Monday, October 06, 2014
Stripper's Guide Bookshelf: Popeye by Bobby London
by Bobby London
IDW Publishing, hardcover, $39.99
There are some bits of comic strip history to which we fans all bow, but few of us have ever been lucky enough to actually experience firsthand. For instance, the near-legendary science fiction Connie stories from the late 1930s; scarce as all get out in the original tearsheets, and reprint books have barely scratched the surface. Yet we speak of those sequences in hushed tones.
To me, one of the most important of those 'white whale' classics is the stint by Bobby London on Thimble Theatre. Popeye is, of course, a comic strip legend initially set on his course by the genius of E.C. Segar. So strong was the strip and the cast of characters that decades of other cartoonists at the helm did not do irreparable damage to the franchise. What did happen, though, was that Thimble Theatre, at least since the 1970s, was little more than a legal requirement for a set of licensed characters to maintain their copyrights.
Enter Bobby London, underground cartoonist, member of the infamous Air Pirates, National Lampoon and Playboy contributor. His work was not only raunchy and anti-establishment, as one would expect from those credentials, but also clearly lovingly devoted to classic comic strips from the early decades of the century.
When London, amazingly enough, snagged the gig of drawing the daily Popeye strips in 1986, the comics world was simultaneously flabbergasted, intrigued, scared, and skeptical. It seemed like King Features was going out on a very thin limb indeed. Would London behave himself, or would we find Popeye and Olive bumping uglies in our Monday morning paper (those rare few of us who actually still had Thimble Theatre appearing there, I should say).
It turned out that London not only behaved himself (for the most part), but that his love of classic comics made him take this gig seriously. After a short stint of daily gags, London did the seemingly impossible -- he began writing long continuities that played out in increments of two tiny panels per day.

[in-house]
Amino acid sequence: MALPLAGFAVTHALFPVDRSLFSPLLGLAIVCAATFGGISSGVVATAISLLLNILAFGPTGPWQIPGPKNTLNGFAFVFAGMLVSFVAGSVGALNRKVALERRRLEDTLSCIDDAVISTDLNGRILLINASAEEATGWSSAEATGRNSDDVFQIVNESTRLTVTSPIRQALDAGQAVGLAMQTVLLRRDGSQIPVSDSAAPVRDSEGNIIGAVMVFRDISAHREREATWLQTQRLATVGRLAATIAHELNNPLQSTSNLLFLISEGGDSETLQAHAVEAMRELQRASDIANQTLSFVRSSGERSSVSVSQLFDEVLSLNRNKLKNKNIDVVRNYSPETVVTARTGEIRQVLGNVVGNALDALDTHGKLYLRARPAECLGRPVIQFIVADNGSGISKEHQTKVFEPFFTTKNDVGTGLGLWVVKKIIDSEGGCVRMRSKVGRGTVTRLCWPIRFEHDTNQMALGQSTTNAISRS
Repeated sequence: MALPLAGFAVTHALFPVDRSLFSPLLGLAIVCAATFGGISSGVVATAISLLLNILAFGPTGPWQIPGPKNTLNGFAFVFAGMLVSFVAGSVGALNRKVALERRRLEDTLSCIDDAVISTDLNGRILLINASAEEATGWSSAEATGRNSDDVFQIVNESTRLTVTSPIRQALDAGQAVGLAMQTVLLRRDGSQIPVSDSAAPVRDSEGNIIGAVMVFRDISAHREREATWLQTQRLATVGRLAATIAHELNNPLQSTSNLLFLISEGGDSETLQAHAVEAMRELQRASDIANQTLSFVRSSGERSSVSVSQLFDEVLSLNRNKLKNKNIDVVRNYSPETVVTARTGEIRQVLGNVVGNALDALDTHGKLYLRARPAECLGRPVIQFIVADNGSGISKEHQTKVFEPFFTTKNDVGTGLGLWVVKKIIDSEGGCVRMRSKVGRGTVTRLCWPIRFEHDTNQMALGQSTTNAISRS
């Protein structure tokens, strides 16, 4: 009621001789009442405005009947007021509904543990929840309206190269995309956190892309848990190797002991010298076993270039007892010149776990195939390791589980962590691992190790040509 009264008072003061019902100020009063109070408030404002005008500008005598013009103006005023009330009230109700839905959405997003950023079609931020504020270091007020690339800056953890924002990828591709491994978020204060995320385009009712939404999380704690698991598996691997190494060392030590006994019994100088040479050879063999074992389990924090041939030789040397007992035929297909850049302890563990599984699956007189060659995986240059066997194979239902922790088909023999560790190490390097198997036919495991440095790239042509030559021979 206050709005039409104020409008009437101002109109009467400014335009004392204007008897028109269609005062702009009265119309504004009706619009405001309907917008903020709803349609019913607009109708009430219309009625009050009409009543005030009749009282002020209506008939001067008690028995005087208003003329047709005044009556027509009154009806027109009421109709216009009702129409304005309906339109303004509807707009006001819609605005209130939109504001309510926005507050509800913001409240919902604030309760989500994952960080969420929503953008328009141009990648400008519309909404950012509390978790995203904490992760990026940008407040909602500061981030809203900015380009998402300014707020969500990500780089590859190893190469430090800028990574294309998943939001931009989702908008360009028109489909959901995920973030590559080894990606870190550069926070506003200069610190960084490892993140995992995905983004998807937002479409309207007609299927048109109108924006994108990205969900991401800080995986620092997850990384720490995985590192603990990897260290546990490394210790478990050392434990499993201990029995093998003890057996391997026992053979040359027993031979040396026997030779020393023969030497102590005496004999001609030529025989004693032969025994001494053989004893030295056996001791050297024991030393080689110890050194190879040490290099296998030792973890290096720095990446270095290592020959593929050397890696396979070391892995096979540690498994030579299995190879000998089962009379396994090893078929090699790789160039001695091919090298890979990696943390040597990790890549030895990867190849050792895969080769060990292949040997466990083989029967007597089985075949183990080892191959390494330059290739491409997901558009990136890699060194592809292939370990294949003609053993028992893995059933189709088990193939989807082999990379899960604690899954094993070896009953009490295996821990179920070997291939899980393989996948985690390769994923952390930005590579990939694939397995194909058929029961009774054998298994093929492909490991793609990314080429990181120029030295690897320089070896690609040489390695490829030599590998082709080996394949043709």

Since very few of us actually got to see these strips when they originally ran, we who were interested mostly got the news of London's Popeye work through the fan network. We knew that he resurrected the daily stories, but very few of us actually got to see them. We heard that they were good, but that was all second-hand.
Therefore, I'm thrilled that IDW has seen fit to finally let us judge firsthand. Having just finished volume 1, I can say that I am amazed and impressed. While it is of course impossible to tell Segar-quality stories at the rate of two panels per day, London did give 100% of his considerable genius in adapting the microscopic format to telling surprisingly intriguing, funny stories.
Because it is London, they're not just silly stories, either. They weave in messages about pollution, junk food, war in the Middle East, and other modern issues. Thankfully, Popeye is not stuck in some weirdly behind-the-times world that many comic strip characters are, like Jiggs running around in a top hat in the 1980s.
Do yourself a favor and check out Bobby London's Popeye, if only to be amazed at what London could accomplish in such a tiny space (did I forget to mention that the art is superb, too?). I'm certainly looking forward to Volume 2 of this series, in which we'll presumably get to 1992, and see London meet his unfortunate Waterloo.
I have wondered what the hullabaloo was all about re: London's Popeye from many years later.....What happened to the years inbetween? etc. THANKS for shedding light on this.... I will keep an eye out for the London books.
(Of course, I would also like to see the pre-Popeye Thimble Theatre now. Maybe I'll have to get back to my old newspaper microfilm reading. )